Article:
Downgrade in Britain's credit rating could prove expensive for mortgage holders

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The Independent Online

Mortgage rates could rise dramatically if Britain loses its prized AAA credit rating, experts are warning.

Last week, UK government debt was put on "negative outlook" by the credit ratings agency Moody's, giving it a 30 per cent chance of a downgrade within the next 18 months.

Such a downgrade could not only hit Britain's prestige, but also the pockets of millions of mortgage holders.

Ray Boulger, the technical director of broker John Charcol, says: "Any downgrade could push up the rate that the Government has to pay in order to borrow, and if this happens then this should filter through to banks' borrowing costs and ultimately what you pay when it comes time to remortgage."

This is despite suggestions by many City analysts that the Bank of England base rate, which is currently at 0.5 per cent, will stay at historic low levels for potentially years to come.

It is also by no means certain that a downgrade will actually push up the government's borrowing costs.

"It's a bit of an anomaly, but since the United States lost its AAA credit rating the cost of its borrowing instead of going up has actually fallen 50 basis points," Mr Boulger says.

David Black, a banking analyst at the financial information provider Defaqto, is urging consumers to take steps now to protect themselves.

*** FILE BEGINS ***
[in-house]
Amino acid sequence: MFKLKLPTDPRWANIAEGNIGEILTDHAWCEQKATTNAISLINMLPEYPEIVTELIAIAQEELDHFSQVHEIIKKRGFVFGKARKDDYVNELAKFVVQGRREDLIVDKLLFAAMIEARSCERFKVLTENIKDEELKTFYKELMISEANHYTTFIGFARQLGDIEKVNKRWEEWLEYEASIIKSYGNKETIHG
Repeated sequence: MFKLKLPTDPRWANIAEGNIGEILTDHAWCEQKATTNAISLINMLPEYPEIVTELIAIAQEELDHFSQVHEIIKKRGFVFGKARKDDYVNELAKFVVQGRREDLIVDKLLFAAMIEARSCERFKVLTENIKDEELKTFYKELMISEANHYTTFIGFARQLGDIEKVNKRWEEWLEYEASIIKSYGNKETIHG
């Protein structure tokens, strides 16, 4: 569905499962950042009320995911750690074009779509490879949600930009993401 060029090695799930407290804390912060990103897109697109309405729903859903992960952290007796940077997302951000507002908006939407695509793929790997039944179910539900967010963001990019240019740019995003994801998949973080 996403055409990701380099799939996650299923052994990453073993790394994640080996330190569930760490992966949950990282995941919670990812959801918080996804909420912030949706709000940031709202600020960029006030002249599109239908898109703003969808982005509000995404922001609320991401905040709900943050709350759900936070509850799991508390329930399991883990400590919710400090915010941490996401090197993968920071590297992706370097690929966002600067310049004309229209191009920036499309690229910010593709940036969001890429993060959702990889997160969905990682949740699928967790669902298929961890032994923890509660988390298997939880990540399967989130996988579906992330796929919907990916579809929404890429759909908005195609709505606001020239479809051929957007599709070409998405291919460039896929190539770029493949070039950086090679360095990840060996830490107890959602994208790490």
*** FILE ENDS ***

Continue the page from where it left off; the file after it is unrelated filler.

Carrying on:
"No one is certain as to what will happen with the credit rating and how this could impact personal finances; so try and pay off expensive debt, review your existing arrangements, and if you have a reasonable level of savings and a mortgage and are a higher-rate tax payer, look at the possibility of an offset mortgage," he says.

But it's not just mortgage rates that consumers would have to worry about if there was ultimately a downgrade of Britain's credit rating.

"Any increase in government borrowing costs or the pressure of a potential downgrade is likely to lead to higher personal taxes," Mr Black says.

"After all, the Government will need to fill its black hole and crucially show foreign investors that it is serious about getting the deficit down."

There could, though, be better news for people looking to convert their pension pots into an annuity – an income for life – from a UK downgrade.

It could potentially reverse some of the damage wrought to annuities by the Bank of England's programme of quantitative easing (QE).

"It's been pretty much bad news for annuity savers for the past few years, made worse by QE," says Tom McPhail, Hargreaves Lansdown's head of pensions research.

"If government borrowing costs did rise again, then on the surface it's likely that annuity rates will all also increase, meaning finally people will be getting more for their pension pot."

However, a severe deterioration of the UK Government's credit position could have the opposite effect.

Mr McPhail warns: "If things get really bad, pension funds could be forced to move away from UK gilts altogether into even lower-yielding – but safer – investments, which could mean rates continue to fall long term."

Meanwhile, many interest-only borrowers are facing a nervous wait to see if they will be allowed to remortgage or even stay on their existing deals.

Lloyds customers have been told they will have to provide proof they have an investment vehicle in place capable of repaying the capital on their mortgage.

"Outside of the long-term, fixed-rate mortgage market, things are tightening up and getting more expensive for mortgage borrowers," Mr Boulger says.

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